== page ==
By Grant Afseth
The Phoenix Mercury announced that Diana Taurasi is expected to miss up to 10-to-12 weeks after undergoing a procedure on a disk protrusion in her back.
“Diana began experiencing symptoms during offseason workouts, notified us, and in conjunction with our medical staff determined the right course of action,” Mercury general manager Jim Pitman said in a statement. “We have confidence that this procedure will not only get her back on the court but ensure she can get back to chasing around her toddler son, Leo, as well.”
The void that is left behind by Taurasi being sidelined is massive. The All-Star averaged an impressive 20.7 points (44.6% FG, 38.3% 3P, 92.5% FT), 3.5 rebounds, 5.3 assists, 0.9 steals, and 0.2 blocks last season. It’s going to take a group effort to overcome individual production of that caliber.
The high-powered offensive attack that Phoenix had last season relied heavily on their three main scoring options last season. Brittney Griner (22.3%), Diana Taurasi (20.7%), and DeWanna Bonner (19.4%) combined to account for 62.4% of the Mercury’s scoring possessions last season.
Taking away a player that accounted for more than a fifth of a team’s scoring possessions is going to cause problems, especially when that player is as talented as Taurasi. The solution to getting by without the All-Star guard is going to be complex given the circumstances.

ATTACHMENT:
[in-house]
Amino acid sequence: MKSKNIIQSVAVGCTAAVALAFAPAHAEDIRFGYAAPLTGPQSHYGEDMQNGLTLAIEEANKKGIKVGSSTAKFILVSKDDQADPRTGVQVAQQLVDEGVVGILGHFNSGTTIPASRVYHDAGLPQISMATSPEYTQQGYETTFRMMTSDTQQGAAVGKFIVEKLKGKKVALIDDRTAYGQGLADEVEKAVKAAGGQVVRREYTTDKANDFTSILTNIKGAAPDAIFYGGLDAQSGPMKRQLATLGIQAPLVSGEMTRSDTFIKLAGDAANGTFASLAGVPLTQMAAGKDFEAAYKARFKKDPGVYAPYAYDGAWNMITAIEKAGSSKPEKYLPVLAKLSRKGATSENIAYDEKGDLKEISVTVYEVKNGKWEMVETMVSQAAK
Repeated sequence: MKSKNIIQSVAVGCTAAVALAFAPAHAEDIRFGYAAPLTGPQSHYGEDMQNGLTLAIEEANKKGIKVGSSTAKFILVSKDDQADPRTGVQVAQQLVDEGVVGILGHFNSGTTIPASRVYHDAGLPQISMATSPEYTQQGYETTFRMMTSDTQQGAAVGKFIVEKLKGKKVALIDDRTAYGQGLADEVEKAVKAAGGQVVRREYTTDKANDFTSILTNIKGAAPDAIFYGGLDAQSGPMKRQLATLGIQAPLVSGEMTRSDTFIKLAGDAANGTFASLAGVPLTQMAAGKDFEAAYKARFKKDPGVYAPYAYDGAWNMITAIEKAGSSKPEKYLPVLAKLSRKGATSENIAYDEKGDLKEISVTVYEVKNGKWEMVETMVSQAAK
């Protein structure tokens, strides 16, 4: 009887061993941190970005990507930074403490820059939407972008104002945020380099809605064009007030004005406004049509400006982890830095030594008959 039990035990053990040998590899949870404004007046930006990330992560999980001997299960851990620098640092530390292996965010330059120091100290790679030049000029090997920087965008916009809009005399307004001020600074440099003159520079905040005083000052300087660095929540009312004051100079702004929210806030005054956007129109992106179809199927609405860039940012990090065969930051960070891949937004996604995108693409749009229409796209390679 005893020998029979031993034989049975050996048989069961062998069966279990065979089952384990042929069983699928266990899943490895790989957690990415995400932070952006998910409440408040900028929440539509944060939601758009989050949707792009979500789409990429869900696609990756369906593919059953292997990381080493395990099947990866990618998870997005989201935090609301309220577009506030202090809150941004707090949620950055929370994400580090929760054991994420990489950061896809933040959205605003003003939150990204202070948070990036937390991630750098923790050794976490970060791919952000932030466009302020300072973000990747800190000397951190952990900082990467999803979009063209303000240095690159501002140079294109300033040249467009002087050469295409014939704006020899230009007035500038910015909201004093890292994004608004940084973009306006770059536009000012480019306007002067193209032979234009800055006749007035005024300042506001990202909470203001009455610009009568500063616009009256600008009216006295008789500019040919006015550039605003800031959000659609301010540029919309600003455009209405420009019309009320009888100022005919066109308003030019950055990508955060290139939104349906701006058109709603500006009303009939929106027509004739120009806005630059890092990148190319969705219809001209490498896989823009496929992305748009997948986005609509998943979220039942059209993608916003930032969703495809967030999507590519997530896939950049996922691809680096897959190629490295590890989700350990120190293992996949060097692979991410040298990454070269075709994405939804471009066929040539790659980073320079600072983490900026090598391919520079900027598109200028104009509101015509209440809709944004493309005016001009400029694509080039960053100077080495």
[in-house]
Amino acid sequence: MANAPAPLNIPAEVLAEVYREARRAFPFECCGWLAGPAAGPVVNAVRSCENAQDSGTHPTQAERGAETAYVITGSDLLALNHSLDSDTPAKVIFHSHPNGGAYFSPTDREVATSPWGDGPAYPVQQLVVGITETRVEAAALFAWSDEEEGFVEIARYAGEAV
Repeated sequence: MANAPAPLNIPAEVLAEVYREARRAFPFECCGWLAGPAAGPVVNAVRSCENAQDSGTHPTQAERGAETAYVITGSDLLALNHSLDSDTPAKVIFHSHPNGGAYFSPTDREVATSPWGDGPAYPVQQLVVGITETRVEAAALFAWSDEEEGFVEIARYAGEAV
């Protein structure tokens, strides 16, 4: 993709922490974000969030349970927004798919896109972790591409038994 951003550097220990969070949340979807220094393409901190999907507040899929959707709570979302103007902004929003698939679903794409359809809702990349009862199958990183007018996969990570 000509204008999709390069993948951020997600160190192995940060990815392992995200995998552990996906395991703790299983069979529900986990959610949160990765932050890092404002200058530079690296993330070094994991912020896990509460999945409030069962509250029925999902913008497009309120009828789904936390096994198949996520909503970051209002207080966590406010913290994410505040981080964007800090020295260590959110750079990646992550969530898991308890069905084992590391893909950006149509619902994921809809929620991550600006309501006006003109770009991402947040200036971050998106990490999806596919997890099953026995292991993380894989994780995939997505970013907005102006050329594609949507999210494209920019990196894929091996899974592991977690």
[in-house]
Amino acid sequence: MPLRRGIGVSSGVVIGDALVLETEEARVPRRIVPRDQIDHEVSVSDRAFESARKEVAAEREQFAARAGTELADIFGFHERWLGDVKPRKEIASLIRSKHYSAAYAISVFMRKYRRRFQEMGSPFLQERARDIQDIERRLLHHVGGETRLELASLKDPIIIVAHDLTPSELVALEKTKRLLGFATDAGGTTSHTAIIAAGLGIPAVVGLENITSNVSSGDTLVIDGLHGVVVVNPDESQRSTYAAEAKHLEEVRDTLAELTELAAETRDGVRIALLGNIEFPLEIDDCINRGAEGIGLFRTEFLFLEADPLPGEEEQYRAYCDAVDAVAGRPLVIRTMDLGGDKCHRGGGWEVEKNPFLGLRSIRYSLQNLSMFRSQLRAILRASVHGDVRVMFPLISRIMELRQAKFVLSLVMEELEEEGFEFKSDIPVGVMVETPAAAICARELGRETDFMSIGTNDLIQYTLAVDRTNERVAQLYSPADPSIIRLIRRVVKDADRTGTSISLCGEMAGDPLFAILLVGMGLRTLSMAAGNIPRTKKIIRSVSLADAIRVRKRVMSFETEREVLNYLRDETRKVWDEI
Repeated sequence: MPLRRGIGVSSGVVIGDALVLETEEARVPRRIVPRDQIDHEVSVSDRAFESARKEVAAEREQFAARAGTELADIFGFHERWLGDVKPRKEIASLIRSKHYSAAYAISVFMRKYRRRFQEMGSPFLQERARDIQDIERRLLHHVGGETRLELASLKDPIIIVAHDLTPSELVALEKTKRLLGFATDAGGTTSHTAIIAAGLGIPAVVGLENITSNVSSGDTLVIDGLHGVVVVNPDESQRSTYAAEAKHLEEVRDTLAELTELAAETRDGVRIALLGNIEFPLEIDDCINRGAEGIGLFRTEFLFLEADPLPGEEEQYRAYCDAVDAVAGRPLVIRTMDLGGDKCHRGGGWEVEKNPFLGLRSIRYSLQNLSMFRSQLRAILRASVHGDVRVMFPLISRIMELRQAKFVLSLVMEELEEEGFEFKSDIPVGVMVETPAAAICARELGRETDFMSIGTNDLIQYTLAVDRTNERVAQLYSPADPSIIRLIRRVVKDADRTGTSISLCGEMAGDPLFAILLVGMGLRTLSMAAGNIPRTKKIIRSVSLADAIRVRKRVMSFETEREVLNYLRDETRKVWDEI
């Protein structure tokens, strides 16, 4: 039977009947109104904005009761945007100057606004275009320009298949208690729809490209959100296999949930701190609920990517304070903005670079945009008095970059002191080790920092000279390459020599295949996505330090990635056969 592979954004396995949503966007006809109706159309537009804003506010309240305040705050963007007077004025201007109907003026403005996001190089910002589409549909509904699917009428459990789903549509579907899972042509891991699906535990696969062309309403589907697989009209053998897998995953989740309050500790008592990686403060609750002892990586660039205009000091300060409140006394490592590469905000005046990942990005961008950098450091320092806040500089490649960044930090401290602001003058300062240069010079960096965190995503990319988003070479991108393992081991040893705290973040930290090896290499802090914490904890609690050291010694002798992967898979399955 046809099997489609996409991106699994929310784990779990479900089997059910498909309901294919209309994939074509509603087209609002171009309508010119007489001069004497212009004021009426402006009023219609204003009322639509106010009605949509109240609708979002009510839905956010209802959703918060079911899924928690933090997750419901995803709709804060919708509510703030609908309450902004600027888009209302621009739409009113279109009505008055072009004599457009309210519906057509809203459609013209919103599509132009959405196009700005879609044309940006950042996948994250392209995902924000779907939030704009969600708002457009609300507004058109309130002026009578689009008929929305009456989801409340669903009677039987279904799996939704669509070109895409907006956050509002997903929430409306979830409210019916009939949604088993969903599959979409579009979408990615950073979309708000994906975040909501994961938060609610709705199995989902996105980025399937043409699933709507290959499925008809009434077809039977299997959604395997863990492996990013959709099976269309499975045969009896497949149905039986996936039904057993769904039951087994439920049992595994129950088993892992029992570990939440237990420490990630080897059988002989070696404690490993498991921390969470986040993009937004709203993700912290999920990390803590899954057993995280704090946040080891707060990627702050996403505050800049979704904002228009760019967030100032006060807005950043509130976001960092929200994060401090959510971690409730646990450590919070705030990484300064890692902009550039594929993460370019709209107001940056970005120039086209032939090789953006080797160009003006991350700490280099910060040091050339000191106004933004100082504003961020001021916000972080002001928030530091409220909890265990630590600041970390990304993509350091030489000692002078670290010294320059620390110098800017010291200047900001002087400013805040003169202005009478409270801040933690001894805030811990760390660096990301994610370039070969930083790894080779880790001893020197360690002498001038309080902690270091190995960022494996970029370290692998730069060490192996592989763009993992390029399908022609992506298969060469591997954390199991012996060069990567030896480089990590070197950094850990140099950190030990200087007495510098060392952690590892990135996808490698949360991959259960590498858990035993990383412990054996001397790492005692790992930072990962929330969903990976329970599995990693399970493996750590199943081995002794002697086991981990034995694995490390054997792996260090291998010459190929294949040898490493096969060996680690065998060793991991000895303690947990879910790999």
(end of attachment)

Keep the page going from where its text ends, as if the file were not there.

The top offensive option that the Mercury have is to attack defenses with Griner in the post. She produced a tremendous 1.135 points per possession on scoring possessions in the post last season and that trailed only Liz Cambage among high volume offensive players.
Griner is often able to create open shots for her teammates out of the post because the opposition has to send additional pressure to the paint to slow her down. Phoenix will need to use stretch-fours like Alanna Smith to spread out the defense as much as possible and it can help generate three-pointers while Taurasi is out.
Where Phoenix will likely miss Taurasi the most will be in the pick-and-roll ball handling department. She led all high-volume offensive players in this category with a truly staggering 1.117 points per possession in this area last season and accounted for an incredible 45.3% of the team’s pick-and-roll ball handling possessions.
She has an ability to use picks to create pull-up jumpers in a way that can truly demoralize a defense. While she doesn’t get to the rim nearly as often as she pulls up, her efficiency is tremendous when she does. This level of dynamic scoring impact is simply not getting replaced.